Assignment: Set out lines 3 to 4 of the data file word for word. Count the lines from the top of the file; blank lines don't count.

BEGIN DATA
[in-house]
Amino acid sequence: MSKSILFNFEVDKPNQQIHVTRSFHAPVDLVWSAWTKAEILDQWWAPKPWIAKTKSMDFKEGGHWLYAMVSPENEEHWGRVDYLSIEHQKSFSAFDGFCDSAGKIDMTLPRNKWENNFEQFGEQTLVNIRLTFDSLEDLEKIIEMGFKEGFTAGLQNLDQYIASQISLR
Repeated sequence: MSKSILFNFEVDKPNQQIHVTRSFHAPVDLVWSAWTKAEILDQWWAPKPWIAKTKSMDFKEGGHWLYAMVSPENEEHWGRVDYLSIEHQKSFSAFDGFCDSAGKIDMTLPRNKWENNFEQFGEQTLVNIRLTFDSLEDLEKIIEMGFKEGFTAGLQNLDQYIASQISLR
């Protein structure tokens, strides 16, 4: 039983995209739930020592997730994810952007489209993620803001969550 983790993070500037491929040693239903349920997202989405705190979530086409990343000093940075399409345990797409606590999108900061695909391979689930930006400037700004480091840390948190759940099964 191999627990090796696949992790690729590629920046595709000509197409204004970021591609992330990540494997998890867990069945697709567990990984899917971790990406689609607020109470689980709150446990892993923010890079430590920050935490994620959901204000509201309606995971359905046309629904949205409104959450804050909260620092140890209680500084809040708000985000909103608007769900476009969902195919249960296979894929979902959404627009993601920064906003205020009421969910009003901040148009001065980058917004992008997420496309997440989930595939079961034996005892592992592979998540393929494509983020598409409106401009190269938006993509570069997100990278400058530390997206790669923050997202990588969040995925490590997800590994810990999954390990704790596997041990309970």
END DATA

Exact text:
Repeated sequence: MSKSILFNFEVDKPNQQIHVTRSFHAPVDLVWSAWTKAEILDQWWAPKPWIAKTKSMDFKEGGHWLYAMVSPENEEHWGRVDYLSIEHQKSFSAFDGFCDSAGKIDMTLPRNKWENNFEQFGEQTLVNIRLTFDSLEDLEKIIEMGFKEGFTAGLQNLDQYIASQISLR
């Protein structure tokens, strides 16, 4: 039983995209739930020592997730994810952007489209993620803001969550 983790993070500037491929040693239903349920997202989405705190979530086409990343000093940075399409345990797409606590999108900061695909391979689930930006400037700004480091840390948190759940099964 191999627990090796696949992790690729590629920046595709000509197409204004970021591609992330990540494997998890867990069945697709567990990984899917971790990406689609607020109470689980709150446990892993923010890079430590920050935490994620959901204000509201309606995971359905046309629904949205409104959450804050909260620092140890209680500084809040708000985000909103608007769900476009969902195919249960296979894929979902959404627009993601920064906003205020009421969910009003901040148009001065980058917004992008997420496309997440989930595939079961034996005892592992592979998540393929494509983020598409409106401009190269938006993509570069997100990278400058530390997206790669923050997202990588969040995925490590997800590994810990999954390990704790596997041990309970």